Art Urges Voyages
We invite you to read with our students, staff, and faculty Gwendolyn Brooks' book Selected Poems as a part of Wheaton College’s Core Book program.
The Core Book program fosters a shared experience across the campus community as we read, reflect upon, and discuss together a significant work that highlights themes of Wheaton’s Christ at the Core general education curriculum.
Join us in reading Gwendolyn Brooks’ Selected Poems. As a lifelong resident of the Bronzeville neighborhood in south Chicago, Brooks bore witness to the joys and sorrows of ordinary lives with a poet’s eye and a prophet’s vision. Brooks’ poetry is accessible, even to the novice poetry reader, and she writes with an incisive clarity that opens the reader’s eyes to see the world as it is and as it could be. She once described the experiences we have day-to-day as “poetry in the rough.” As we read Brooks’ poetry together, we will encounter quotidian scenes of mid-twentieth century southside Chicago - from the public spaces of front yards, pool halls, beauty shops, bars, and vacant lots to the private spaces of back yards, tiny kitchenette apartments, and the interior life and thoughts of city residents.
Why Selected Poems?
Brooks’ poetry captures the daily realities of Black Americans during the difficult Civil Rights era with realism and hope. Her poetry returns time and again to the enduring themes of family, identity, living in community, poverty, and the human experience. Brooks demonstrated a mastery of classical and modern forms of poetry, weaving allusions to classic books and scripture throughout her work. We invite you to read with us as we ask how reading and entering into the worlds that Brooks captured might help us expand our understanding of the human experience and speak into our interaction with our communities and the world around us.
Joel Erickson, Core Studies
Research Fellow, Class of 2020
Tiffany Eberle Kriner, Ph.D.
Associate Professor of English
Sarah Miglio, Ph.D.
Assistant Provost and Assistant Professor of Core Studies and History
“But I feel now that it was better for me to have grown up in Chicago because in my writing I am proud to feature people and their concerns—their troubles as well as their joys.”
(“Paul Angle and Gwendolyn Brooks Interview” in We Asked Gwendolyn Brooks about the Creative Environment in Illinois, 1966)
Celebrating Gwendolyn Brooks@100 Interactive Online Exhibit, The University of Illinois Rare Book and Manuscript Library
Gwendolyn Brooks: A Poet’s Work in the Community Online Exhibition. The Morgan Library & Museum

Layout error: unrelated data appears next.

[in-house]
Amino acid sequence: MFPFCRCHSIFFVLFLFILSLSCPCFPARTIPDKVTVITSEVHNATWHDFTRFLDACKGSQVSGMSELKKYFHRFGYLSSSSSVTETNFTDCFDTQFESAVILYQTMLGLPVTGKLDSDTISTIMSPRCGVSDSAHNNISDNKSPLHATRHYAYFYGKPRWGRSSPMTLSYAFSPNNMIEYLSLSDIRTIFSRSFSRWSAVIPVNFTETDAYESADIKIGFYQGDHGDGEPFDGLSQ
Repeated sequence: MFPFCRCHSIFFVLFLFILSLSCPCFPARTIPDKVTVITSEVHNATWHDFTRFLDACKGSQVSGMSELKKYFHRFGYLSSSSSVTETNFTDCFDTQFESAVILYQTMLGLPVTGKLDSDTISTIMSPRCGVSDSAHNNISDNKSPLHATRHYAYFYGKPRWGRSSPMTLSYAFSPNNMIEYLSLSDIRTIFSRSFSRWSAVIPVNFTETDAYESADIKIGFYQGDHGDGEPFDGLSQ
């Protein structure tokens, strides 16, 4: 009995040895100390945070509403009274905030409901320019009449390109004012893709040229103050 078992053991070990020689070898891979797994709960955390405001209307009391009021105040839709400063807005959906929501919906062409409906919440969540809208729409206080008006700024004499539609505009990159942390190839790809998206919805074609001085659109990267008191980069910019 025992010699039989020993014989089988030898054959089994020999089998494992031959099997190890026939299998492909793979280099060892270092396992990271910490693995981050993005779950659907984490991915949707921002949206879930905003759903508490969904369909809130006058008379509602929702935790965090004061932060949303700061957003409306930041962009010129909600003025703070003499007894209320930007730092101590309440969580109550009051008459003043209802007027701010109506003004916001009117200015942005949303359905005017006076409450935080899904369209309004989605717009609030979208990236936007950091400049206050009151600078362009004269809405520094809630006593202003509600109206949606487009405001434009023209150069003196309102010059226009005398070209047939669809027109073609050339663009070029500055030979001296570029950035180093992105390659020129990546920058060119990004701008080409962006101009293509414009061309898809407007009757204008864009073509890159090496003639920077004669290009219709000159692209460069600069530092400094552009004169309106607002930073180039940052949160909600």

Promised Land? The Black Chicago Renaissance and After by James Hurt
“A Peek at Gwendolyn Brooks’ Chicago, Then and Now,” by Adam Morgan in Chicago Magazine
Home Histories: The Gwendolyn Brooks House, by Abigail Bazin in Southside Weekly
Gwendolyn Brooks, Lift Every Voice: Why African American Poetry Matters
“An Introduction to Gwendolyn Brooks,” by Elizabeth Alexander
“Frost? Williams? No, Gwendolyn Brooks,” From the Pulitzer Files
“Why Gwendolyn Brooks Will Live On Forever,” by Angela Jackson
“Gwendolyn Brooks, 83, Passionate Poet, Dies,” Literary Obituary from the New York Times
Biographies of Brooks
- A Surprised Queenhood in the New Black Sun: The Life & Legacy of Gwendolyn Brooks, Angela Jackson
- Gwendolyn Brooks: Poetry and the Heroic Voice, D.H. Melham
- A Life of Gwendolyn Brooks, George Kent
- Religious Allusion in the Poetry of Gwendolyn Brooks, Margot Harper Banks
- Exquisite: The Poetry and Life of Gwendolyn Brooks, Suzanne Slad and Cozbi A. Cabrera (for children)
“I’ve written so many poems that I believe some of them will stay alive. People write me wonderful letters saying this poem or that poem has meant very much to them and in some cases has changed their direction. So I hope I’ll still be useful when I’m no longer here.”
(Interview with Gwendolyn Brooks, broadcast on “New Letters in the Air,” November, 1988)
“Gwendolyn Brooks: The Early Work and the Problem of ‘Reaching Everyone in the World,’” by Leslie Monsour in Literary Matters
“Happy birthday, dear Gwendolyn: Her poetic-prophetic vision is worth celebrating,” by Elizabeth Palmer in The Christian Century
Say That the River Turns: The Impact of Gwendolyn Brooks, edited by Haki R. Madhubuti
Gwendolyn Brooks, Consultant in Poetry: Research Guide at the Library of Congress
“Write about life as it comes to you.”
(Gwendolyn Brooks at a “Writers Live at the Library” program at Quincy High School, November 17, 1993.)
We Real Cool, Poetry Reading with Paper-Cut Puppetry of Bronzeville
Gwendolyn Brooks Reads Her Poetry with Comment at the Library of Congress Recording Laboratory in 1961
Gwendolyn Brooks Reading Her Poetry, Digital Recording of her 1968 Poetry Album
An Interview with Gwendolyn Brooks with Alan Jabbour (Library of Congress) and E. Ethelbert Miller (African American Resource Center at Howard University)
“Gwendolyn Brooks Interview with Paul Angle” in We Asked Gwendolyn Brooks about the Creative Environment in Illinois, 1966.
“Does man love Art? Man visits Art, but squirms. Art hurts. Art urges voyages — and it is easier to stay at home . . .”
(The Chicago Picasso, 1967)
Maud Martha, a novel by Gwendolyn Brooks
The Essential Gwendolyn Brooks, American Poets Project Anthology of Brooks’ poetry
Bronzeville Boys and Girls, a picture book by Gwendolyn Brooks